The list was based on a simple algorithm involving each state’s current debt, their currently unfunded benefit obligations (such as for health care or pension funds) and their predicted budget shortfall (which in layman’s terms is the difference between the state’s predicted spending rate and their revenue rate when the former is greater than the latter, which is naturally the case for most states) for 2012. Sigh. Where’s the Tea Party when you really need them?
Although this formula revealed that, yes, many states are in pretty deep shit, Michigan is in (relatively) good shape, coming in around the middle of the pack at No. 27, with a debt of a mere $29.6 billion and $51.5 billion in unfunded benefits. Could be worse, right?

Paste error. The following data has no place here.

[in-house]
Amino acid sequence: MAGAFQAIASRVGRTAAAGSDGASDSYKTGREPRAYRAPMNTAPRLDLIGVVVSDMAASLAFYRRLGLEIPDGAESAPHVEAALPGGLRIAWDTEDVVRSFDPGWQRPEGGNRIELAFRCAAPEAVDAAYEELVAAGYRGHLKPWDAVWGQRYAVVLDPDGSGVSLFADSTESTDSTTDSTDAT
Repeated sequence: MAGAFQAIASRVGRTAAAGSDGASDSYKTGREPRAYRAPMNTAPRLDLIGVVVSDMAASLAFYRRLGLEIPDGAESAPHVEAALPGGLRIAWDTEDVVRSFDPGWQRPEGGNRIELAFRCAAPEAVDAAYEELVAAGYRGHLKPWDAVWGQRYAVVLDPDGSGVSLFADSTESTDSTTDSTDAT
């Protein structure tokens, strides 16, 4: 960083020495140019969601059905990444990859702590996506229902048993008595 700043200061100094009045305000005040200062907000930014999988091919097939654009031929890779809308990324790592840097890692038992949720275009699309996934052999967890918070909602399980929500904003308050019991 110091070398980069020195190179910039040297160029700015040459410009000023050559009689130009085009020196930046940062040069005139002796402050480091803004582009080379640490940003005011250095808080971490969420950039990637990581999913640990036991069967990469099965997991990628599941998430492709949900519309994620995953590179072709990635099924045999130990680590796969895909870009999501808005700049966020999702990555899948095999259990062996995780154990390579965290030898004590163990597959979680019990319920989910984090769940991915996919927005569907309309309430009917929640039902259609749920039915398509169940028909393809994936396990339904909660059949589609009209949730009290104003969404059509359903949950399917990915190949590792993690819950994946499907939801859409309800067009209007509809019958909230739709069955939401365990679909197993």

The remainder of the rankings yielded plenty of other surprising results. Turns out New England is the worst off, with all its states placing in the top 20. Rhode Island, Connecticut and Massachusetts, with its astounding 20.43% debt-to-GDP ratio, making up the top 3. Meanwhile, the South and flyover country for the most part look to be in the best shape. Well, relatively. You’ll be happy to know, though, that according the article, nearly every state is planning to solve its debt woes by cutting superfluous entities like education spending, instead of doing something outrageous like making rich people pay slightly higher taxes. Thank god! —Jeremy Winograd, MT editorial intern
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